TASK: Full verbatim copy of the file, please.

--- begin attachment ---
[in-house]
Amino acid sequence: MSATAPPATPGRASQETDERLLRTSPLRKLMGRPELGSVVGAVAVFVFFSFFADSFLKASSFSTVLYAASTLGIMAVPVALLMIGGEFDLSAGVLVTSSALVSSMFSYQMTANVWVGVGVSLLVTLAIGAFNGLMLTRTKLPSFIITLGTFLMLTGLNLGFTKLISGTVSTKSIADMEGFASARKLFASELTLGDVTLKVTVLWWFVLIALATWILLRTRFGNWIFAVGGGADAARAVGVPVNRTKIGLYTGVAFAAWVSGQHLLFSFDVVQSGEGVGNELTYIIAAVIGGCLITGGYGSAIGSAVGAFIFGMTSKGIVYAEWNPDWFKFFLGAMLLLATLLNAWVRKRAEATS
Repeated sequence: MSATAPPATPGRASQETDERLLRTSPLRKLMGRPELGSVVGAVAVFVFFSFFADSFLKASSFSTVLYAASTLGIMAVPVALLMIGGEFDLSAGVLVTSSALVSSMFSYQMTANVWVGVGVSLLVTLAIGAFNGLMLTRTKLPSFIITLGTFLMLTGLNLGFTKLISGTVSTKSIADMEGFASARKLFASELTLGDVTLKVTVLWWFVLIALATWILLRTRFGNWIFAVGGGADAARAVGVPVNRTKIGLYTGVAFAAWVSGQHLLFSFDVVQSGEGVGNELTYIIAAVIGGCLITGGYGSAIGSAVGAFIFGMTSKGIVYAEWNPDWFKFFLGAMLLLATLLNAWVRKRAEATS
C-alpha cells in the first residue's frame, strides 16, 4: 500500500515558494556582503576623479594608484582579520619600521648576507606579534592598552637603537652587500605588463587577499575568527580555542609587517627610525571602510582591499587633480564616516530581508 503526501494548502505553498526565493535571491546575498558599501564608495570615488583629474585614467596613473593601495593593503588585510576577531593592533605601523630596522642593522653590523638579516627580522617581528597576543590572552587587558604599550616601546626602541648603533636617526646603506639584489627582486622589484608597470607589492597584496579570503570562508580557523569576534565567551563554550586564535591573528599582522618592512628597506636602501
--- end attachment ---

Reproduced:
[in-house]
Amino acid sequence: MSATAPPATPGRASQETDERLLRTSPLRKLMGRPELGSVVGAVAVFVFFSFFADSFLKASSFSTVLYAASTLGIMAVPVALLMIGGEFDLSAGVLVTSSALVSSMFSYQMTANVWVGVGVSLLVTLAIGAFNGLMLTRTKLPSFIITLGTFLMLTGLNLGFTKLISGTVSTKSIADMEGFASARKLFASELTLGDVTLKVTVLWWFVLIALATWILLRTRFGNWIFAVGGGADAARAVGVPVNRTKIGLYTGVAFAAWVSGQHLLFSFDVVQSGEGVGNELTYIIAAVIGGCLITGGYGSAIGSAVGAFIFGMTSKGIVYAEWNPDWFKFFLGAMLLLATLLNAWVRKRAEATS
Repeated sequence: MSATAPPATPGRASQETDERLLRTSPLRKLMGRPELGSVVGAVAVFVFFSFFADSFLKASSFSTVLYAASTLGIMAVPVALLMIGGEFDLSAGVLVTSSALVSSMFSYQMTANVWVGVGVSLLVTLAIGAFNGLMLTRTKLPSFIITLGTFLMLTGLNLGFTKLISGTVSTKSIADMEGFASARKLFASELTLGDVTLKVTVLWWFVLIALATWILLRTRFGNWIFAVGGGADAARAVGVPVNRTKIGLYTGVAFAAWVSGQHLLFSFDVVQSGEGVGNELTYIIAAVIGGCLITGGYGSAIGSAVGAFIFGMTSKGIVYAEWNPDWFKFFLGAMLLLATLLNAWVRKRAEATS
C-alpha cells in the first residue's frame, strides 16, 4: 500500500515558494556582503576623479594608484582579520619600521648576507606579534592598552637603537652587500605588463587577499575568527580555542609587517627610525571602510582591499587633480564616516530581508 503526501494548502505553498526565493535571491546575498558599501564608495570615488583629474585614467596613473593601495593593503588585510576577531593592533605601523630596522642593522653590523638579516627580522617581528597576543590572552587587558604599550616601546626602541648603533636617526646603506639584489627582486622589484608597470607589492597584496579570503570562508580557523569576534565567551563554550586564535591573528599582522618592512628597506636602501